PITTSBURGH — Faith-filled women serve the Presbyterian Church (U.S.A.) in every congregation. The Women of Faith Awards Breakfast celebrated the particular gifts of three women whose faith has informed their work for the church and the community. These women have solved problems, served others and transformed systems with their efforts.
“Why me?” the Rev. Ann Rhee Menzie, asked as she stood before a group of women whose leadership and service sustain their congregations. Menzie, a teaching elder-at-large in Redwoods Presbytery, Calif., humbly wondered if she deserved the award more than anyone else in the room.
Why me? was also the question that began her journey as a creator of services for survivors of domestic violence and their children. Why me? was a question of despair that she asked when she herself was in an abusive situation.
“I was like a ghost,” she said. “People did not know how to deal with me. One in four women experience domestic abuse. Do we as a church recognize their suffering? Do we know how to respond when a family member comes forward?”
The program she is developing seeks to be linguistically and culturally sensitive and will be available in both Korean and English. Menzie seeks to empower those who have a heart to help, but don’t quite know how to help those in domestic abuse situations.
Women of Faith also honored Judith Henry, member of the Presbyterian Church of St. Albans in Queens, N.Y., for her passionate, Christ-centered work with the community. When she sees a problem, she sets out to solve it. Her efforts have included raising money for organizations that work with children with HIV/AIDS; coordinating food, clothing and financial drives for earthquake relief in Haiti; and starting a farmer’s market at her church to serve a community where fresh fruits and vegetables were hard to come by.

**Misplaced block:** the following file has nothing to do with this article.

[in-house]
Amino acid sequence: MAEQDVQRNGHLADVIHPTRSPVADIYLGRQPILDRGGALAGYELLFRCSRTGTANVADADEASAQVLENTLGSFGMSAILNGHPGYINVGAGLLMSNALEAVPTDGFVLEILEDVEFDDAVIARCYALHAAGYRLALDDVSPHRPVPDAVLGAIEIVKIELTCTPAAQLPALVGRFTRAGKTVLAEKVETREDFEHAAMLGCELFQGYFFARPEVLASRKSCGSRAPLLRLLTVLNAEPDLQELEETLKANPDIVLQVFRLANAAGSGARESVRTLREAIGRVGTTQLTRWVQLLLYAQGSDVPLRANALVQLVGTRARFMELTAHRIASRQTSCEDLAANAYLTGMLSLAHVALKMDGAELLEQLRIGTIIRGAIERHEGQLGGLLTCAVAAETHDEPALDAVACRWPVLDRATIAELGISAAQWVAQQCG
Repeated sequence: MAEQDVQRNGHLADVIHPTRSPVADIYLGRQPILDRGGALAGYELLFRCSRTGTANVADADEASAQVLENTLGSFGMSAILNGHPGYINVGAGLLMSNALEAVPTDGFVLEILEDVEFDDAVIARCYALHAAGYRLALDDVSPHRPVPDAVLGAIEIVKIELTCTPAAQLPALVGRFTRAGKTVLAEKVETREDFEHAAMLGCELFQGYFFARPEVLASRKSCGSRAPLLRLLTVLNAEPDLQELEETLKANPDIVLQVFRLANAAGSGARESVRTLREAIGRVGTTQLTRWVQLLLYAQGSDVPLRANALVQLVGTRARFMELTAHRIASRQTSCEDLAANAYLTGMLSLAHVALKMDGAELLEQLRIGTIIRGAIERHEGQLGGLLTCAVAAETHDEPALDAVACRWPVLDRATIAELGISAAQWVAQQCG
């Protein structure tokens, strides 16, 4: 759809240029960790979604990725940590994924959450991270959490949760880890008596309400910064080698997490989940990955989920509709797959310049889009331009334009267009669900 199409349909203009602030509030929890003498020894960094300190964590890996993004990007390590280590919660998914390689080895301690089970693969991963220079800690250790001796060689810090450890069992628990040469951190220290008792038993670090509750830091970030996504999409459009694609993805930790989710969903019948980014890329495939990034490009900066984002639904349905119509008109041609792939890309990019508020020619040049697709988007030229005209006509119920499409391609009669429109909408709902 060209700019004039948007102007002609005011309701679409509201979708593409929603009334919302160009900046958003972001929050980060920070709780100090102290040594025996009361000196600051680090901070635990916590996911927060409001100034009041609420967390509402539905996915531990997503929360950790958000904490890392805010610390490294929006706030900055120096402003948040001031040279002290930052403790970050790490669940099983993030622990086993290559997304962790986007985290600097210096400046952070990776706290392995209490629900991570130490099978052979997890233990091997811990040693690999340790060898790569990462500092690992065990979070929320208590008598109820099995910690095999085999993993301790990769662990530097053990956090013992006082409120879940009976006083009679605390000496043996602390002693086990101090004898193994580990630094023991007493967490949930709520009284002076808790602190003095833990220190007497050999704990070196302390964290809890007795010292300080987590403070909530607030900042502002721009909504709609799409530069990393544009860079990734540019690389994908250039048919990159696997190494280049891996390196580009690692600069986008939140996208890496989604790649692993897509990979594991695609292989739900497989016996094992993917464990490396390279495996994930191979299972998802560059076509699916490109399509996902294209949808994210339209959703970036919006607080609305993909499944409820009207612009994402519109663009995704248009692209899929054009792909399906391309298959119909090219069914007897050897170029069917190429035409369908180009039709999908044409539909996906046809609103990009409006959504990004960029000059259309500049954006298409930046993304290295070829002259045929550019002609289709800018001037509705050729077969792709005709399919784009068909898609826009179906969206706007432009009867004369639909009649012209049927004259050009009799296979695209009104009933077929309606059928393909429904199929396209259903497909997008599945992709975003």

“My pastor and my church have given me a platform to deliver the message of God,” Henry said. “I am blessed to be able to use the skills that I learned as a nurse to help people.”
The genius and genesis of award-winner Rosemary Rice McMahan’s success as a commissioned ruling elder at Big Cove Presbyterian Church in Alabama is a deep spirituality. Raised in Catholic and Episcopal churches, she nurtures and cares for her spiritual gift with retreats and days of silence. Out of her deep spiritual well she has led the transformation of the Big Cove Church in Owens Crossroads, Ala. The church has grown from 18 to 95 members and has added a second alternative worship service.
“I have always preached that God is a God of resurrection,” she said, confident that the Spirit is leading the resurrection at Big Cove Church.
The contributions of all women were recognized as the Rev. Rhashell Hunter, director of Racial Ethnic and Women’s Ministries, General Assembly Mission Council, honored those women whose work did not receive awards.
“There is no shortage of faith-filled women serving tirelessly in our church. There is no shortage of women who pray. There is no shortage of women who lead. Our churches are filled with women of faith,” said Hunter.